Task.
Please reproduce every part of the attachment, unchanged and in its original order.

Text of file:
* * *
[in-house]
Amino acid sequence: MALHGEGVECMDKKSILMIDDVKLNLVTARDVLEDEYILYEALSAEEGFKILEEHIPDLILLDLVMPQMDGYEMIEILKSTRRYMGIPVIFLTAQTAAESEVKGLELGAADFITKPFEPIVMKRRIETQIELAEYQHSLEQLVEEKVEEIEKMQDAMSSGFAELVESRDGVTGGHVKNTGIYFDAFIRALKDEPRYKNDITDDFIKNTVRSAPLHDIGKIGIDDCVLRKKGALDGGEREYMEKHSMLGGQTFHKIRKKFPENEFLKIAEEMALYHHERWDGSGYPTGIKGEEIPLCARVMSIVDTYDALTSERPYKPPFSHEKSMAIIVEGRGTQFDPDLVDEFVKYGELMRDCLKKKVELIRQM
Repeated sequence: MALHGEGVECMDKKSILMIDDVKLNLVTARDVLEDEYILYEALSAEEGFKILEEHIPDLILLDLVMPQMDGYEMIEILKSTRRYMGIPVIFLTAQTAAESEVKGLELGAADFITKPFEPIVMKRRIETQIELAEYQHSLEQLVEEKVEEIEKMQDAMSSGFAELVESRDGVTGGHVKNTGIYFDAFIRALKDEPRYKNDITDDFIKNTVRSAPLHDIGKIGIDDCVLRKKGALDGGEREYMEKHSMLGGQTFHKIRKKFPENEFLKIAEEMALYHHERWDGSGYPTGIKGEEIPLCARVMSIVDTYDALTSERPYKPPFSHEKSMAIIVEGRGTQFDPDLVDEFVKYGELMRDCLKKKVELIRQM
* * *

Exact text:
[in-house]
Amino acid sequence: MALHGEGVECMDKKSILMIDDVKLNLVTARDVLEDEYILYEALSAEEGFKILEEHIPDLILLDLVMPQMDGYEMIEILKSTRRYMGIPVIFLTAQTAAESEVKGLELGAADFITKPFEPIVMKRRIETQIELAEYQHSLEQLVEEKVEEIEKMQDAMSSGFAELVESRDGVTGGHVKNTGIYFDAFIRALKDEPRYKNDITDDFIKNTVRSAPLHDIGKIGIDDCVLRKKGALDGGEREYMEKHSMLGGQTFHKIRKKFPENEFLKIAEEMALYHHERWDGSGYPTGIKGEEIPLCARVMSIVDTYDALTSERPYKPPFSHEKSMAIIVEGRGTQFDPDLVDEFVKYGELMRDCLKKKVELIRQM
Repeated sequence: MALHGEGVECMDKKSILMIDDVKLNLVTARDVLEDEYILYEALSAEEGFKILEEHIPDLILLDLVMPQMDGYEMIEILKSTRRYMGIPVIFLTAQTAAESEVKGLELGAADFITKPFEPIVMKRRIETQIELAEYQHSLEQLVEEKVEEIEKMQDAMSSGFAELVESRDGVTGGHVKNTGIYFDAFIRALKDEPRYKNDITDDFIKNTVRSAPLHDIGKIGIDDCVLRKKGALDGGEREYMEKHSMLGGQTFHKIRKKFPENEFLKIAEEMALYHHERWDGSGYPTGIKGEEIPLCARVMSIVDTYDALTSERPYKPPFSHEKSMAIIVEGRGTQFDPDLVDEFVKYGELMRDCLKKKVELIRQM